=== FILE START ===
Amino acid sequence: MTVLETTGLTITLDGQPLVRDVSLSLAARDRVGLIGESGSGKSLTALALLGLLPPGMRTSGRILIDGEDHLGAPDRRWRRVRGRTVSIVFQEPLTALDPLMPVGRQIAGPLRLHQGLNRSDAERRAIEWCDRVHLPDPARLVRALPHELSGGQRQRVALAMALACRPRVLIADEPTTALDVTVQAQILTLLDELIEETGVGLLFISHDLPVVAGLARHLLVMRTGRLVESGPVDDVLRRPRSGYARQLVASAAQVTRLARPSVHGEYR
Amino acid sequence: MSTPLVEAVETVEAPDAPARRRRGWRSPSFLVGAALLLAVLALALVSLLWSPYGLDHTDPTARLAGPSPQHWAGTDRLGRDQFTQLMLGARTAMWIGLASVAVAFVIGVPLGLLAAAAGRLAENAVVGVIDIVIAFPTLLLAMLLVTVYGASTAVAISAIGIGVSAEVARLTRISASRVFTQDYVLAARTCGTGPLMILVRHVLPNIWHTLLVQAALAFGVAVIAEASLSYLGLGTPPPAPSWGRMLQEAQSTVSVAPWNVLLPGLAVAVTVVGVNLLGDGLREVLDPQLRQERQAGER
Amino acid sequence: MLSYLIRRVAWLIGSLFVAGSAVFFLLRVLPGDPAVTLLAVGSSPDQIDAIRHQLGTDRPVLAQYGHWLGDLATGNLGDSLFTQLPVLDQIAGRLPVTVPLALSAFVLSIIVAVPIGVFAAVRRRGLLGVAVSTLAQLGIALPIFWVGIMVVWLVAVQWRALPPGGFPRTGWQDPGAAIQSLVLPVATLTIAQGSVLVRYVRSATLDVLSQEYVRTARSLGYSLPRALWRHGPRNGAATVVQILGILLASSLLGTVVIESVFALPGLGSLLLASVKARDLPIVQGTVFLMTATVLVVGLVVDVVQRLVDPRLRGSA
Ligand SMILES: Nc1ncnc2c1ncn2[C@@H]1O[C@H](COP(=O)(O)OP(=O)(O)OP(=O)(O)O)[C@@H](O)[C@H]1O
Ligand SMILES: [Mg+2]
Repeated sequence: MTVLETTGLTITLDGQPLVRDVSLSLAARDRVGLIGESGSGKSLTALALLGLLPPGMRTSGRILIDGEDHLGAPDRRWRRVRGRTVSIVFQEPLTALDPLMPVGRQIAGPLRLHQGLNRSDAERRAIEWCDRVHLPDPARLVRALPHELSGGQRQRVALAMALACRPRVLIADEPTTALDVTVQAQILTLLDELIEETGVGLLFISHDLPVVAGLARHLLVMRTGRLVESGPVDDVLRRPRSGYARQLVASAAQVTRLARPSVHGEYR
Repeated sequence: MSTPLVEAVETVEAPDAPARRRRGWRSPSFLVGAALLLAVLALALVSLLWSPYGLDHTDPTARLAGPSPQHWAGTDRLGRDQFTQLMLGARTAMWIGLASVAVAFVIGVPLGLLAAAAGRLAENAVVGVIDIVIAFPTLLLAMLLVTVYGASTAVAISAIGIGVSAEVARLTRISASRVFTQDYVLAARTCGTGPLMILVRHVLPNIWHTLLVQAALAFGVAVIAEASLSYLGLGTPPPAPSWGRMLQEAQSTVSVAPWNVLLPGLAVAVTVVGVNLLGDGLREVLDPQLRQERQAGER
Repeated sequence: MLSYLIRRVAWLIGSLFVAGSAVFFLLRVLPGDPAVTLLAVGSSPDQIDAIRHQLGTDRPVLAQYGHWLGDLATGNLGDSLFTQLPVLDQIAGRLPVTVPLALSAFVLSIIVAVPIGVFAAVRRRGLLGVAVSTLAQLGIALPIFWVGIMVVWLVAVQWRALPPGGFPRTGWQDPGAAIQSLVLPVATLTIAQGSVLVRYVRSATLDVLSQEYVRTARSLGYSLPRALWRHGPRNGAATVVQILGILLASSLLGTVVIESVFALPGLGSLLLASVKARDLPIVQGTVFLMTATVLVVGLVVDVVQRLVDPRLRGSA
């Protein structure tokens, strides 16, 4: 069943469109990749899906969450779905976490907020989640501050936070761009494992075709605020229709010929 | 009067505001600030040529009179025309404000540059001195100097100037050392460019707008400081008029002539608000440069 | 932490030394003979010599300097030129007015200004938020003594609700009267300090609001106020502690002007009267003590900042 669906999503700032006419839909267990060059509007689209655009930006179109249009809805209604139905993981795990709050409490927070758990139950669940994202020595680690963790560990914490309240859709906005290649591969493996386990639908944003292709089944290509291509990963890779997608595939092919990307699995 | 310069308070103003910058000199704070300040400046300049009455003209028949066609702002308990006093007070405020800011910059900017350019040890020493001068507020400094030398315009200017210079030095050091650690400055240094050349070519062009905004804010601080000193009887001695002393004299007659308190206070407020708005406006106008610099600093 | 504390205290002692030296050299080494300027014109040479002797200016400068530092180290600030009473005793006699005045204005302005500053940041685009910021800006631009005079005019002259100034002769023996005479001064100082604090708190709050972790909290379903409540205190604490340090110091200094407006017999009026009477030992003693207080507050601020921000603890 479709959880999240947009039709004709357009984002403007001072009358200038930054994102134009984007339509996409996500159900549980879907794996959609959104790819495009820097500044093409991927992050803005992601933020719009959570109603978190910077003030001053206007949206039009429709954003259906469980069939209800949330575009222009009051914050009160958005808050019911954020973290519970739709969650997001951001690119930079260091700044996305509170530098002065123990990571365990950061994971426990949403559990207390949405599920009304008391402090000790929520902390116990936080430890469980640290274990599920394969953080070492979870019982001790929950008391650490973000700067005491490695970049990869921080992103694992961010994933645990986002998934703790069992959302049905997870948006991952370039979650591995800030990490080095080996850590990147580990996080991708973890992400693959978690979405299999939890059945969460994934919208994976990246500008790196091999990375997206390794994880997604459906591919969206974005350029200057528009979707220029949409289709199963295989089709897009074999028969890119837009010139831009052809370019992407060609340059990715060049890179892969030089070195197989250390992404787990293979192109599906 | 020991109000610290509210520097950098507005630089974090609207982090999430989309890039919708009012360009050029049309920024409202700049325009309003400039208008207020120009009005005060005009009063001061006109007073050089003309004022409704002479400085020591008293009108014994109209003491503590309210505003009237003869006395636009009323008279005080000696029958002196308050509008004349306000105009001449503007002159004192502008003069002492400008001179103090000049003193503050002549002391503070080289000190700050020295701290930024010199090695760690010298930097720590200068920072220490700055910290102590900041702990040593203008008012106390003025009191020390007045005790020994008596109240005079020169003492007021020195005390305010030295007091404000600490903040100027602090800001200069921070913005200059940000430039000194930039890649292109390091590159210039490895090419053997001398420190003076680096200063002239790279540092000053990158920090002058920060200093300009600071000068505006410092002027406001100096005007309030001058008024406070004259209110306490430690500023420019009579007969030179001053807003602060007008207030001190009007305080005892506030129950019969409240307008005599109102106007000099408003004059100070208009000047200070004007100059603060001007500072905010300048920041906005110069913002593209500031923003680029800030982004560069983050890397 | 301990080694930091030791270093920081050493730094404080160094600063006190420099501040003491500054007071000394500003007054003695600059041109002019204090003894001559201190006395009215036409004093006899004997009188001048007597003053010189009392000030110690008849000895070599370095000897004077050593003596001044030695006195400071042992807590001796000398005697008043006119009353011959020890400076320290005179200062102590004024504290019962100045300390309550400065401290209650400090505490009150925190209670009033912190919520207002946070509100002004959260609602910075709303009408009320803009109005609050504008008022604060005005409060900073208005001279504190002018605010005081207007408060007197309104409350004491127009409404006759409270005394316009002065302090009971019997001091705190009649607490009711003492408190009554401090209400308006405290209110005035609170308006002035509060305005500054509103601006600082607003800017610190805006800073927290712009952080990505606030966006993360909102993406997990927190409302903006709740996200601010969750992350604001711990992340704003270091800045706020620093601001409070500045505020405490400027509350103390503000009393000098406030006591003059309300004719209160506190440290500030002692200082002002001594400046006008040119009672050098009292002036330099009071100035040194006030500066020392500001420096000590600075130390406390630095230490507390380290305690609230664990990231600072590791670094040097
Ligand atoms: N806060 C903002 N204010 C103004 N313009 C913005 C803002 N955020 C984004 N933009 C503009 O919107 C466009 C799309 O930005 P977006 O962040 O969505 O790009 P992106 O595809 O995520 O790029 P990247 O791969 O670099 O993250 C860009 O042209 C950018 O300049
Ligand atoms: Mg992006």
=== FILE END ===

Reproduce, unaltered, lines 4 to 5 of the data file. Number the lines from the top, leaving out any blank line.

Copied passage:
Ligand SMILES: Nc1ncnc2c1ncn2[C@@H]1O[C@H](COP(=O)(O)OP(=O)(O)OP(=O)(O)O)[C@@H](O)[C@H]1O
Ligand SMILES: [Mg+2]